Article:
It should be an occasion of sincere gratitude, we believe, that the great evangelistic movement now going on is emphasizing so strongly the doctrine that justification and assurance rest on the external work and the external word of Christ. Inquirers are told to look for the evidence of their salvation to what the Redeemer has done for them on His Cross, and to what He has said to them in His Testament, and not to what they can discover going on within their hearts. This is the true doctrine of justification by faith which it was the work of the Reformation to revive. Faith never draws attention to itself, but points ever to the finished work of Christ. "Therefore being justified

*Rom. viii. 30.


by faith."—But the "therefore" carries the thought back to the preceding verse, and throws whole weight of our confidence on the accomplished fact therein stated; * "Who was delivered for our offences and raised again for our justification."

The Wesleyan revival of a hundred years ago laid weighty emphasis on the doctrine of the inward witness. This was necessary and inevitable in a movement which reacted so strongly from the barren Externalism then prevailing in the Church. But we have the impression that in the course of time this emphasis became excessive and oppressive, and tended to put upon anxious souls a burden greater than they could bear. How many of us remember in our own conversion the persistency with which our gaze was directed within, and how painfully we were set to watch our spiritual exercises to find the evidences of our acceptance. But now the pendulum has swung quite to the opposite extreme, and our most effective revival preachers disparage all trust in frames and feelings, telling sinners to look to Christ on the Cross, instead of searching for Christ in the heart; to receive the testimony of the Word to their acceptance, when they have believed, instead of searching for the testimony of consciousness. This we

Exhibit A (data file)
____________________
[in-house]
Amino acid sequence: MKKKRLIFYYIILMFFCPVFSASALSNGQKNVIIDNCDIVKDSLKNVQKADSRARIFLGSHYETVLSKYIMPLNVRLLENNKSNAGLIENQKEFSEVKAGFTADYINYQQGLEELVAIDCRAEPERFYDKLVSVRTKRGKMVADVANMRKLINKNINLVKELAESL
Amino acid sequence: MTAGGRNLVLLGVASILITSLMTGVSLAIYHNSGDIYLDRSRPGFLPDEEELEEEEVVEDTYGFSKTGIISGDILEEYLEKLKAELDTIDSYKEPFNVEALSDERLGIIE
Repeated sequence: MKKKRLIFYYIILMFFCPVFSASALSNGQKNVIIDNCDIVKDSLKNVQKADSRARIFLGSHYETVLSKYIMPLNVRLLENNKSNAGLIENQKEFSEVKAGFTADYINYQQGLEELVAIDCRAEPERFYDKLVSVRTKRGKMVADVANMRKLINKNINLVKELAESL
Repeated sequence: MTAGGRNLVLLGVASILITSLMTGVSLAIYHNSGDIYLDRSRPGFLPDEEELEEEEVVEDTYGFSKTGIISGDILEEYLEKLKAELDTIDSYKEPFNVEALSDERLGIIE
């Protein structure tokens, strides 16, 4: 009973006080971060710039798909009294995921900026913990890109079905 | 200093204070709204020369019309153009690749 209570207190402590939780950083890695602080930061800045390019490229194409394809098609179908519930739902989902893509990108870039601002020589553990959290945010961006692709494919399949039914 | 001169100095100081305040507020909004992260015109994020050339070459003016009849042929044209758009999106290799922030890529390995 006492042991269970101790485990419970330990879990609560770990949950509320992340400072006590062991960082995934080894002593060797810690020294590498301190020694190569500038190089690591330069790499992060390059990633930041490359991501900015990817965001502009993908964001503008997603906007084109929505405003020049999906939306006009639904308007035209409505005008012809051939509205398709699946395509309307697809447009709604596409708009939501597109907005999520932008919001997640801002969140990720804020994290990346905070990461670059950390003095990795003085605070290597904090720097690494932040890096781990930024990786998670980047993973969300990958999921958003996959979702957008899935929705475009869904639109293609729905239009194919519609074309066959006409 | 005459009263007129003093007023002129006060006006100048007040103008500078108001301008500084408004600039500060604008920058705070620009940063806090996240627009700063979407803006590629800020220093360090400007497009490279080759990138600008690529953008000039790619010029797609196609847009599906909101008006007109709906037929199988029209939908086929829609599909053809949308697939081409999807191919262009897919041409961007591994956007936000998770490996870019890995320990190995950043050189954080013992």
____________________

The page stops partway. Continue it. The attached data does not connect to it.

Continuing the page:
strongly believe to be the true gospel. And there

* "Look to the wounds of Christ, brother Martin, look to the wounds of Christ, and there you will see how God feels toward you."Staupitz to Luther.

is so much the more need of giving the other phase of doctrine its true place, in order to preserve the balance of truth. We should urge the seeking of the witness of the Spirit, not as the ground of faith, but as the fruit of faith. Paul has given us the two-fold life in a single paragraph in the Epistle to the Galatians-" For ye are all sons of God by faith in Christ Jesus." "And because ye are sons, God hath sent forth the Spirit of His Son into your hearts, crying, Abba, Father."*

It seems to us that the old Puritan writers held together these two sides of truth, and preserved their balance to a remarkable degree. They expounded most clearly the objective work of Christ, and they also unfolded His subjective work, with a minuteness and a depth of insight quite beyond anything we witness in our day. And they wrote thus clearly because they had apprehended these things by a profound interior experience. What tide-marks do the diaries and meditations which these good men left, furnish of the heights to which the Spirit's floods rose in their souls! We have a great lesson to learn of them concerning the culture of the inner life.

Reading the high discourse of John Howe on "The Blessedness of the Righteous," "Delighting in God," and "The Redeemer's Tears," we instinctively inquire for the spiritual autobiography of this man who writes so divinely. We are dis

* Gal. iii. 26; iv. 6.